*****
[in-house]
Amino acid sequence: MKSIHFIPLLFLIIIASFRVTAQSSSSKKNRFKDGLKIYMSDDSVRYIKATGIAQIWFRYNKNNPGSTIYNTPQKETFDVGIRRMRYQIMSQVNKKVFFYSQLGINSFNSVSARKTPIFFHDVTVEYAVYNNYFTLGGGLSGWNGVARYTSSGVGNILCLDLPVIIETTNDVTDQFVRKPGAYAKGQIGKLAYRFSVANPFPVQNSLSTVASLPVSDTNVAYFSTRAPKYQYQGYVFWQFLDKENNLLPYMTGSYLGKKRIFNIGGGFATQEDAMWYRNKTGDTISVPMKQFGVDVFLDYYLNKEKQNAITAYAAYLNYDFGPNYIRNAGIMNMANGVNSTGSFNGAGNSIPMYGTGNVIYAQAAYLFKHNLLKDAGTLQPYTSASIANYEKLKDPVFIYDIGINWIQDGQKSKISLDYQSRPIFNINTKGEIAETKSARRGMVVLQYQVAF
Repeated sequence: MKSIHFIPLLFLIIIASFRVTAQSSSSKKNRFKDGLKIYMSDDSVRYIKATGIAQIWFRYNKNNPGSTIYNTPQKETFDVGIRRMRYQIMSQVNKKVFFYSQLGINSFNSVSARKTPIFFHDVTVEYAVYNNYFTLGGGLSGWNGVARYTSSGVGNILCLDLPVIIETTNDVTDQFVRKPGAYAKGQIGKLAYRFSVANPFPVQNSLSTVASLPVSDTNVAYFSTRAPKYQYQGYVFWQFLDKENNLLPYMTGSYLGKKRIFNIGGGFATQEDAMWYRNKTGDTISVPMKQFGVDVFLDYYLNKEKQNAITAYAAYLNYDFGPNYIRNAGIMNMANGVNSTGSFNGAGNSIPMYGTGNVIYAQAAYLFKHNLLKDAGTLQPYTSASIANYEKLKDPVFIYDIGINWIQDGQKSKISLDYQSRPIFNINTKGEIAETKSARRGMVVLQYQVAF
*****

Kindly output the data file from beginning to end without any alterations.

[in-house]
Amino acid sequence: MKSIHFIPLLFLIIIASFRVTAQSSSSKKNRFKDGLKIYMSDDSVRYIKATGIAQIWFRYNKNNPGSTIYNTPQKETFDVGIRRMRYQIMSQVNKKVFFYSQLGINSFNSVSARKTPIFFHDVTVEYAVYNNYFTLGGGLSGWNGVARYTSSGVGNILCLDLPVIIETTNDVTDQFVRKPGAYAKGQIGKLAYRFSVANPFPVQNSLSTVASLPVSDTNVAYFSTRAPKYQYQGYVFWQFLDKENNLLPYMTGSYLGKKRIFNIGGGFATQEDAMWYRNKTGDTISVPMKQFGVDVFLDYYLNKEKQNAITAYAAYLNYDFGPNYIRNAGIMNMANGVNSTGSFNGAGNSIPMYGTGNVIYAQAAYLFKHNLLKDAGTLQPYTSASIANYEKLKDPVFIYDIGINWIQDGQKSKISLDYQSRPIFNINTKGEIAETKSARRGMVVLQYQVAF
Repeated sequence: MKSIHFIPLLFLIIIASFRVTAQSSSSKKNRFKDGLKIYMSDDSVRYIKATGIAQIWFRYNKNNPGSTIYNTPQKETFDVGIRRMRYQIMSQVNKKVFFYSQLGINSFNSVSARKTPIFFHDVTVEYAVYNNYFTLGGGLSGWNGVARYTSSGVGNILCLDLPVIIETTNDVTDQFVRKPGAYAKGQIGKLAYRFSVANPFPVQNSLSTVASLPVSDTNVAYFSTRAPKYQYQGYVFWQFLDKENNLLPYMTGSYLGKKRIFNIGGGFATQEDAMWYRNKTGDTISVPMKQFGVDVFLDYYLNKEKQNAITAYAAYLNYDFGPNYIRNAGIMNMANGVNSTGSFNGAGNSIPMYGTGNVIYAQAAYLFKHNLLKDAGTLQPYTSASIANYEKLKDPVFIYDIGINWIQDGQKSKISLDYQSRPIFNINTKGEIAETKSARRGMVVLQYQVAF